Publication ID: 9529
Title: Applying Geochemistry to Predict Water Quality at Managed Aquifer Recharge Sites
Abstract: Managed aquifer recharge is an important water resource management tool being implemented at sites in New Mexico. This method uses surplus water to recharge aquifers, and to store and recover the water for later use. Predicting water quality of the recovered water is an important part of the initial site characterization. Chemical reactions of the recharged water with both groundwater and the aquifer matrix may be predicted using site-specific data. Several examples from New Mexico will be presented, illustrating the use of geochemical techniques to predict the water quality of the recovered water.
In the Santa Rosa-Chinle aquifer system, potential reactions between treated surface water and the aquifer materials that may mobilize iron (Fe) and manganese (Mn) were evaluated, and the calculated saturation indices (SI) and oxidation reactions indicate that Fe and Mn solubility should be limited during recharge operations.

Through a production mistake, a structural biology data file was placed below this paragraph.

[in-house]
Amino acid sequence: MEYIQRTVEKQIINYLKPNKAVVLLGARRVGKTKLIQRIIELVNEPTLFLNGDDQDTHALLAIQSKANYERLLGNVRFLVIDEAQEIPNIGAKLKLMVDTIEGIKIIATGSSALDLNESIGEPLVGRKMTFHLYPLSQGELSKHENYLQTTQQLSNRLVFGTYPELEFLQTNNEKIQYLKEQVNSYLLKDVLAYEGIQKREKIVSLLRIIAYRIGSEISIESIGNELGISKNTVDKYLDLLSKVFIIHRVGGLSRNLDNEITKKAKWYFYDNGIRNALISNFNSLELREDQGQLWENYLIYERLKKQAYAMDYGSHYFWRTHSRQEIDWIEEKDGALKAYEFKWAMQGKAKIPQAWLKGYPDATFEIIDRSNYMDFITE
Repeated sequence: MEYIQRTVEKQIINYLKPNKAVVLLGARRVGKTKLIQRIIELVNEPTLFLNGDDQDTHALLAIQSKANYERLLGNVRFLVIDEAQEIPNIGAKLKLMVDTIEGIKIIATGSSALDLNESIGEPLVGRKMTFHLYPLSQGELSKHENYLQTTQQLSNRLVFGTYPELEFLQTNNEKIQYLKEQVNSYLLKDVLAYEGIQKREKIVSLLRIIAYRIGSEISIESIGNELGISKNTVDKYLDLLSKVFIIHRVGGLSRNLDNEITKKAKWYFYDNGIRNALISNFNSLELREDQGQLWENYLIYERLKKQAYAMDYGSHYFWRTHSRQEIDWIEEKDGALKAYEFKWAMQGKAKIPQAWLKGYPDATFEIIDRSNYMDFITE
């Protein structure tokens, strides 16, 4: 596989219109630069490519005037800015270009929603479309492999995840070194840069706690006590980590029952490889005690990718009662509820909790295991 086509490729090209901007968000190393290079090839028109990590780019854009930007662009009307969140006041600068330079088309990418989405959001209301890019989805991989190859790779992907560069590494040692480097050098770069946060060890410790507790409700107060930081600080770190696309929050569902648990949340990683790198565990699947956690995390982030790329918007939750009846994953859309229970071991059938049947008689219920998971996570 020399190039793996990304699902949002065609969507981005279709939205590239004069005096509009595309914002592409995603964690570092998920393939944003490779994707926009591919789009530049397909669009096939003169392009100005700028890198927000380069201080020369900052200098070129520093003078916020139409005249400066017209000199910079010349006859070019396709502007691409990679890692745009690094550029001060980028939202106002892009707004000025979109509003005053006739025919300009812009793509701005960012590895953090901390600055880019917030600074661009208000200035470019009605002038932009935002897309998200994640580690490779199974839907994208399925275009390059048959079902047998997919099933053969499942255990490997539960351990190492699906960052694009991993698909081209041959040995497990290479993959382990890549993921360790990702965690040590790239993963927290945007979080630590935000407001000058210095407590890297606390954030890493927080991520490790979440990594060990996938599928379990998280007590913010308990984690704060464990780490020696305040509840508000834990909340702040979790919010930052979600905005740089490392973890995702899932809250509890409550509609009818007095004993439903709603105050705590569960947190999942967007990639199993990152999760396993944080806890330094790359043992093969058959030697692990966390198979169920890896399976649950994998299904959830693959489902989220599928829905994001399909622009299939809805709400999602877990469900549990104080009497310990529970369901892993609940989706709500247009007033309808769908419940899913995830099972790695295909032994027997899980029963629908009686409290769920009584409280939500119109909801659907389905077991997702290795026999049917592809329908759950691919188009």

In the Tesuque Formation, fluoride concentrations were predicted to exceed the U.S. Environmental Protection Agency maximum contaminant level (MCL) in the recovered water, based on fluorite solubility and mixing calculations. This information was used to identify treatment requirements for potable use of the recovered water.
In the Santa Fe Group aquifer system, arsenic concentrations were initially diluted by the injected water but quickly rebounded during recovery pumping, as a result of dissolving iron coatings on aquifer sediments, releasing iron and adsorbed arsenic into solution.
These geochemistry studies provided critical information about operations and treatment of waters recovered from these managed aquifer recharge systems.
Citation: Wolf, C., Marley, R., and Ewing, E. Applying Geochemistry to Predict Water Quality at Managed Aquifer Recharge Sites. New Mexico Water Conference, Taos, New Mexico, October 7-9, 2015.